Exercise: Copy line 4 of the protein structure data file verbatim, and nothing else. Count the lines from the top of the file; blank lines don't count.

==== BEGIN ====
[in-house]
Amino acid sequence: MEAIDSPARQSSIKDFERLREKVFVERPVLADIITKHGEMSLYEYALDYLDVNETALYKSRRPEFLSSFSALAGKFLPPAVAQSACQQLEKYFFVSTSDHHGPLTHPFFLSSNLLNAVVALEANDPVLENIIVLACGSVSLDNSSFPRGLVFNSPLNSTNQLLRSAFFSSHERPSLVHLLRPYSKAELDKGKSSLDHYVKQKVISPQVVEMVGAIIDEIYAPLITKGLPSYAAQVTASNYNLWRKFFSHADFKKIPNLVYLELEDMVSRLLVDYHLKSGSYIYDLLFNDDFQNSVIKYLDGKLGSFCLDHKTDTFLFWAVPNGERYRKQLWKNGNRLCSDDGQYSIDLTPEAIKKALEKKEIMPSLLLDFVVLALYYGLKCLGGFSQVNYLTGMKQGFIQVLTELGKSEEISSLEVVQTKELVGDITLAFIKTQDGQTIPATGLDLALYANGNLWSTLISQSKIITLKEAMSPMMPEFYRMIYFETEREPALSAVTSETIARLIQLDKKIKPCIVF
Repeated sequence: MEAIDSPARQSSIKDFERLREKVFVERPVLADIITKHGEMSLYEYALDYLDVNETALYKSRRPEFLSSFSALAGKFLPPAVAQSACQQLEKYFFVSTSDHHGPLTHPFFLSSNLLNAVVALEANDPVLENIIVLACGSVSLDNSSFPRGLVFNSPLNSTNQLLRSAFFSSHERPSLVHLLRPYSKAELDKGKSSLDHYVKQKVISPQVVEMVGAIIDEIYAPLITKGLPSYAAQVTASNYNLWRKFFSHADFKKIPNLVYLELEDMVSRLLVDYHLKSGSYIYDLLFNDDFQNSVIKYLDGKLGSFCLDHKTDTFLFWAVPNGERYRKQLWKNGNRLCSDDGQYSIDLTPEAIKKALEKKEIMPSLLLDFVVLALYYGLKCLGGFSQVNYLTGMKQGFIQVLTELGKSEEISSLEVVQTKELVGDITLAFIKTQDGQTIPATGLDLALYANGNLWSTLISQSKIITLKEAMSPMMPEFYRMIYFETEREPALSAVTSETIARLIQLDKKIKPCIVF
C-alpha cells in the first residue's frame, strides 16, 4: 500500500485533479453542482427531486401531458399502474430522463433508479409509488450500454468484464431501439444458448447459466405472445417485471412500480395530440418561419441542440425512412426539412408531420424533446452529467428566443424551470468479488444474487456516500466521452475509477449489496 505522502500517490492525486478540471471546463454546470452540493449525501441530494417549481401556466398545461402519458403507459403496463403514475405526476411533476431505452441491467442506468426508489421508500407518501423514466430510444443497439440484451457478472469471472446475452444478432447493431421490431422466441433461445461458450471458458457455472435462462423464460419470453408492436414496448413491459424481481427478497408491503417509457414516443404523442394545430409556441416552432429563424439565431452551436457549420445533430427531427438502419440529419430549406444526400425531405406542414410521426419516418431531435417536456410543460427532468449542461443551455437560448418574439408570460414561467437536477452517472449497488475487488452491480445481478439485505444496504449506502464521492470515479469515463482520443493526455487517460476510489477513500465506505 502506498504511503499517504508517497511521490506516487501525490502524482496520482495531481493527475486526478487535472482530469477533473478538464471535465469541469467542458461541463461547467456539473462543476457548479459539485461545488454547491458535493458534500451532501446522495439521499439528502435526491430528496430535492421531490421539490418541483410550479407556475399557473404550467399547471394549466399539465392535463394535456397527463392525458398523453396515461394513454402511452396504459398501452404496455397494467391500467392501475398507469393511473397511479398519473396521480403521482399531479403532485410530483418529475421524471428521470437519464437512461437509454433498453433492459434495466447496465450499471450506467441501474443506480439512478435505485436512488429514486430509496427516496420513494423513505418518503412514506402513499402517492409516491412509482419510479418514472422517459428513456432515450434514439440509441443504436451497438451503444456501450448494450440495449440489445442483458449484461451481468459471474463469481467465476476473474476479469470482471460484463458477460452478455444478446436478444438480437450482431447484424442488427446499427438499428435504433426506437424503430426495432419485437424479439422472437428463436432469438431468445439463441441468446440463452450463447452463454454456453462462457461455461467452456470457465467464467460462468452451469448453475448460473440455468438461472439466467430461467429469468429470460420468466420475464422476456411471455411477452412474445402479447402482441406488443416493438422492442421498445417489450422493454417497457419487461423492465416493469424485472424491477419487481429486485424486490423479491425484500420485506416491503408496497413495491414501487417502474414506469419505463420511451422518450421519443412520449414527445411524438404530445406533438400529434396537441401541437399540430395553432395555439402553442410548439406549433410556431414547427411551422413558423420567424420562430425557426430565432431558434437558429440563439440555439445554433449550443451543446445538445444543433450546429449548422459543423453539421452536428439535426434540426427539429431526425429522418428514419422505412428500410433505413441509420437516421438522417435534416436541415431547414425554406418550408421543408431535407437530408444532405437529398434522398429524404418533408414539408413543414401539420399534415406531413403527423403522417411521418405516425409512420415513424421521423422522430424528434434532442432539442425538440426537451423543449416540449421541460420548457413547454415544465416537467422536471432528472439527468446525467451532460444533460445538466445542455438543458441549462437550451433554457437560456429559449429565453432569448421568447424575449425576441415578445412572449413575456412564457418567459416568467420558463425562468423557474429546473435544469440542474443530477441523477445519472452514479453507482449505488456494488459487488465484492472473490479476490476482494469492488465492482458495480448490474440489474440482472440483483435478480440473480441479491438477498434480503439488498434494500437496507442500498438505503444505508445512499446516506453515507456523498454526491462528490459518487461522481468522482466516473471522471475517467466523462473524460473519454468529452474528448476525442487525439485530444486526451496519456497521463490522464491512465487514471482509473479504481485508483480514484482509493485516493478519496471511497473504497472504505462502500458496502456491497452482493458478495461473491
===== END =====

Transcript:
C-alpha cells in the first residue's frame, strides 16, 4: 500500500485533479453542482427531486401531458399502474430522463433508479409509488450500454468484464431501439444458448447459466405472445417485471412500480395530440418561419441542440425512412426539412408531420424533446452529467428566443424551470468479488444474487456516500466521452475509477449489496 505522502500517490492525486478540471471546463454546470452540493449525501441530494417549481401556466398545461402519458403507459403496463403514475405526476411533476431505452441491467442506468426508489421508500407518501423514466430510444443497439440484451457478472469471472446475452444478432447493431421490431422466441433461445461458450471458458457455472435462462423464460419470453408492436414496448413491459424481481427478497408491503417509457414516443404523442394545430409556441416552432429563424439565431452551436457549420445533430427531427438502419440529419430549406444526400425531405406542414410521426419516418431531435417536456410543460427532468449542461443551455437560448418574439408570460414561467437536477452517472449497488475487488452491480445481478439485505444496504449506502464521492470515479469515463482520443493526455487517460476510489477513500465506505 502506498504511503499517504508517497511521490506516487501525490502524482496520482495531481493527475486526478487535472482530469477533473478538464471535465469541469467542458461541463461547467456539473462543476457548479459539485461545488454547491458535493458534500451532501446522495439521499439528502435526491430528496430535492421531490421539490418541483410550479407556475399557473404550467399547471394549466399539465392535463394535456397527463392525458398523453396515461394513454402511452396504459398501452404496455397494467391500467392501475398507469393511473397511479398519473396521480403521482399531479403532485410530483418529475421524471428521470437519464437512461437509454433498453433492459434495466447496465450499471450506467441501474443506480439512478435505485436512488429514486430509496427516496420513494423513505418518503412514506402513499402517492409516491412509482419510479418514472422517459428513456432515450434514439440509441443504436451497438451503444456501450448494450440495449440489445442483458449484461451481468459471474463469481467465476476473474476479469470482471460484463458477460452478455444478446436478444438480437450482431447484424442488427446499427438499428435504433426506437424503430426495432419485437424479439422472437428463436432469438431468445439463441441468446440463452450463447452463454454456453462462457461455461467452456470457465467464467460462468452451469448453475448460473440455468438461472439466467430461467429469468429470460420468466420475464422476456411471455411477452412474445402479447402482441406488443416493438422492442421498445417489450422493454417497457419487461423492465416493469424485472424491477419487481429486485424486490423479491425484500420485506416491503408496497413495491414501487417502474414506469419505463420511451422518450421519443412520449414527445411524438404530445406533438400529434396537441401541437399540430395553432395555439402553442410548439406549433410556431414547427411551422413558423420567424420562430425557426430565432431558434437558429440563439440555439445554433449550443451543446445538445444543433450546429449548422459543423453539421452536428439535426434540426427539429431526425429522418428514419422505412428500410433505413441509420437516421438522417435534416436541415431547414425554406418550408421543408431535407437530408444532405437529398434522398429524404418533408414539408413543414401539420399534415406531413403527423403522417411521418405516425409512420415513424421521423422522430424528434434532442432539442425538440426537451423543449416540449421541460420548457413547454415544465416537467422536471432528472439527468446525467451532460444533460445538466445542455438543458441549462437550451433554457437560456429559449429565453432569448421568447424575449425576441415578445412572449413575456412564457418567459416568467420558463425562468423557474429546473435544469440542474443530477441523477445519472452514479453507482449505488456494488459487488465484492472473490479476490476482494469492488465492482458495480448490474440489474440482472440483483435478480440473480441479491438477498434480503439488498434494500437496507442500498438505503444505508445512499446516506453515507456523498454526491462528490459518487461522481468522482466516473471522471475517467466523462473524460473519454468529452474528448476525442487525439485530444486526451496519456497521463490522464491512465487514471482509473479504481485508483480514484482509493485516493478519496471511497473504497472504505462502500458496502456491497452482493458478495461473491